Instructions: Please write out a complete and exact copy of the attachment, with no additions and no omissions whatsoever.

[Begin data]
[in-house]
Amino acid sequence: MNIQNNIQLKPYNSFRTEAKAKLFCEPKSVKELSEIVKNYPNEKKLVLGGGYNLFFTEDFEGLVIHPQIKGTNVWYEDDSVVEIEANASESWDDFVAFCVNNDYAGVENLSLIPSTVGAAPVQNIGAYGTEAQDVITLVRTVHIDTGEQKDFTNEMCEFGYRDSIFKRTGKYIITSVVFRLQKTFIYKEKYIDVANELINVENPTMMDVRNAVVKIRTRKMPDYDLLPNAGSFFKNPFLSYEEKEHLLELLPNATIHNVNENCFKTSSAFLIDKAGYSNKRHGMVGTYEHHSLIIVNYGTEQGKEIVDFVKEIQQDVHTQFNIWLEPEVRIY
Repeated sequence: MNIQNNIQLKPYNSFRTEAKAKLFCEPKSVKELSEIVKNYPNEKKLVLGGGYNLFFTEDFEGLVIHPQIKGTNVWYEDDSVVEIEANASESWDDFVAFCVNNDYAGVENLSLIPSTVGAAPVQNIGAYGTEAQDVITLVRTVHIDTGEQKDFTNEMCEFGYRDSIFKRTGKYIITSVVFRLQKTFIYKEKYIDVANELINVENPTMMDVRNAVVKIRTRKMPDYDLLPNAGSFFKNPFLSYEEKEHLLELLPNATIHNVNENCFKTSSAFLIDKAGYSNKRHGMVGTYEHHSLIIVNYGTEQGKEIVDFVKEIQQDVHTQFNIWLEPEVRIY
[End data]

[in-house]
Amino acid sequence: MNIQNNIQLKPYNSFRTEAKAKLFCEPKSVKELSEIVKNYPNEKKLVLGGGYNLFFTEDFEGLVIHPQIKGTNVWYEDDSVVEIEANASESWDDFVAFCVNNDYAGVENLSLIPSTVGAAPVQNIGAYGTEAQDVITLVRTVHIDTGEQKDFTNEMCEFGYRDSIFKRTGKYIITSVVFRLQKTFIYKEKYIDVANELINVENPTMMDVRNAVVKIRTRKMPDYDLLPNAGSFFKNPFLSYEEKEHLLELLPNATIHNVNENCFKTSSAFLIDKAGYSNKRHGMVGTYEHHSLIIVNYGTEQGKEIVDFVKEIQQDVHTQFNIWLEPEVRIY
Repeated sequence: MNIQNNIQLKPYNSFRTEAKAKLFCEPKSVKELSEIVKNYPNEKKLVLGGGYNLFFTEDFEGLVIHPQIKGTNVWYEDDSVVEIEANASESWDDFVAFCVNNDYAGVENLSLIPSTVGAAPVQNIGAYGTEAQDVITLVRTVHIDTGEQKDFTNEMCEFGYRDSIFKRTGKYIITSVVFRLQKTFIYKEKYIDVANELINVENPTMMDVRNAVVKIRTRKMPDYDLLPNAGSFFKNPFLSYEEKEHLLELLPNATIHNVNENCFKTSSAFLIDKAGYSNKRHGMVGTYEHHSLIIVNYGTEQGKEIVDFVKEIQQDVHTQFNIWLEPEVRIY